Derek Coughlin is Superior Glove’s Key Industry Manager – Automotive and Metal. He’s worked in the automotive safety industry for 17 years — 9 of those years with Superior Glove. We sat down with Derek as part of our expert interview series to discuss safety culture, glove innovation, and trends in the automotive industry.
What is it like when you visit an automotive plant as part of the Advocate Program?
There is a lot of challenge in the automotive industry because there is just so much going on — palm coatings for assembly, knitted gloves for metal handling, lint-free gloves for paint jobs, anti-vibration for grinding, it’s endless. There’s one plant I am working in right now that is 6 million square feet where they need protection from grinding and cut resistance but they also need dexterity. That’s a tough one.
So what do you do in that situation?
We have to look at the specific end-user. A lot of the time they aren’t using gloves or they’re using something that isn’t right. In this case, they weren’t using a glove with any anti-vibration properties, so choosing a glove that does makes a lot of difference. That’s where the innovation in that new STAGPNVPI glove is really good.
Can you speak a bit more to the innovation side of things:
Automotive is a challenge but it’s also one of the biggest opportunities for innovation. In that situation they needed dexterity and they needed anti-vibration. A heavily padded glove might be more beneficial for grinding but they’ll lose dexterity and their hands will be tired from using it all day.
Does having a situation with that many different things going on encourage glove innovation?
For sure, my goal when they have a lot of gloves is to try and consolidate it as much as possible. An end-user might have three gloves doing similar tasks, when they could be using one.
Other times it means getting inventive. One of our end-users in St Louis had a high-heat glove but there was a lot of heat coming in from the back. So we took the glove they were using, found our version and added an aluminized backing. That solved the problem. Then we put a leather palm on it, now the glove is lasting four times longer. The automotive industry presents huge challenges but that’s also where the opportunity to make new gloves comes in.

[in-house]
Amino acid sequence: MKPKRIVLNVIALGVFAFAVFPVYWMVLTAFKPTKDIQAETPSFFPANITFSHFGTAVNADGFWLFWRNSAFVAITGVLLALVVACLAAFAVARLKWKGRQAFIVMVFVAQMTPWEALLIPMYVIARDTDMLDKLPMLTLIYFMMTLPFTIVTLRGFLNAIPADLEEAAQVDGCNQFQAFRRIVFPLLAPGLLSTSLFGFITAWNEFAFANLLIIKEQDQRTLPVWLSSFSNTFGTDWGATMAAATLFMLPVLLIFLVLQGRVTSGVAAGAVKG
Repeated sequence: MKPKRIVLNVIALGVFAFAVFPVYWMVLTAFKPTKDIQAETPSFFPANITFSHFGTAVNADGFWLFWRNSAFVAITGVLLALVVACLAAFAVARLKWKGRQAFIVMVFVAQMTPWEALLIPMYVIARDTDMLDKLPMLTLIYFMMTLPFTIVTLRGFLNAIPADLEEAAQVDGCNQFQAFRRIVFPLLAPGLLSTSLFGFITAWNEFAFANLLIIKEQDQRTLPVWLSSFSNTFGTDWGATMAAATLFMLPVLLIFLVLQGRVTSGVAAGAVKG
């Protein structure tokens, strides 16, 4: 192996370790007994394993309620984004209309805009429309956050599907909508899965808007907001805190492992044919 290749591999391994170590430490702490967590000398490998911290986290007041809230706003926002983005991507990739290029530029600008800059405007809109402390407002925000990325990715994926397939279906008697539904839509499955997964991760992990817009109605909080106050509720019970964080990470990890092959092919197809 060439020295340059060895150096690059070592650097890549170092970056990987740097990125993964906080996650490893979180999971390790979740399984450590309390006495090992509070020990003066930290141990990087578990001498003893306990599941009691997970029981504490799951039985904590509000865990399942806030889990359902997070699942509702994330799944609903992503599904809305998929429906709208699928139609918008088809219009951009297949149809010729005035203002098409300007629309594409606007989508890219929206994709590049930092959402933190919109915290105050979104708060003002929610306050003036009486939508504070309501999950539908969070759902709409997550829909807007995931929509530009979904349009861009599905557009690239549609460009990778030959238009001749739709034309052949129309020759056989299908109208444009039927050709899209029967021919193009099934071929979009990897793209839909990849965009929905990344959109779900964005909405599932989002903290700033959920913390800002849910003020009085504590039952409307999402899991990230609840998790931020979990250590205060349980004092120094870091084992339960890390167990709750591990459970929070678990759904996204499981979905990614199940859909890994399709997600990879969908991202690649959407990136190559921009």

So what’s the safety culture like in the auto industry?
In terms of safety culture, the automotive industry is very aware, probably more aware than any other industry. They know their stuff and they promote safety. At the end of the day, it comes down to cost; it costs money to stay safe but prevention is a soft cost.
What are your biggest successes for automotive gloves?
The knitted products are still big but one of the gloves that I pull out of the package now is our STAGBPU, it’s a polyurethane-coated cut-level A4 glove. That seems to be where a lot of the plants are going because they want the dexterity, they want the cut [protection and], they want the grip.
A lot of automotive plants are going completely silicone-free, what’s the move behind that?
Silicone creates these craters if it gets in the paint and you’ll see the craters on the car. It costs thousands of dollars to decontaminate the plant plus the cost of wasted product. So we have to be aware of the product because silicone can be found in the palm coating, the elastic at the wrist, or a coating on the yarn itself. The full-on silicone bans happen because contamination can even happen during the laundering process.
A lot of companies don’t consider washing their gloves, is that something you suggest?
Well, it’s either you do it or someone else will. Two years ago, companies just tried driving cost down as much as possible. I don’t bother talking about the cost anymore, I focus on longevity. If the glove comes down to price then you’re taking something out. You can pay $3 for a glove but you only get one wash out of it or you can pay $7 for a glove that gets you 10 washes. That’s huge cost savings and this is the mentality that everyone has to think about.
(Want to see some of the gloves Superior Glove offers for the automotive industry? Click the button below for a helpful infographic!)
You might also be interested in this related on-demand webinar,
Our Automotive Webinar Wrap-Up: In Case You Missed It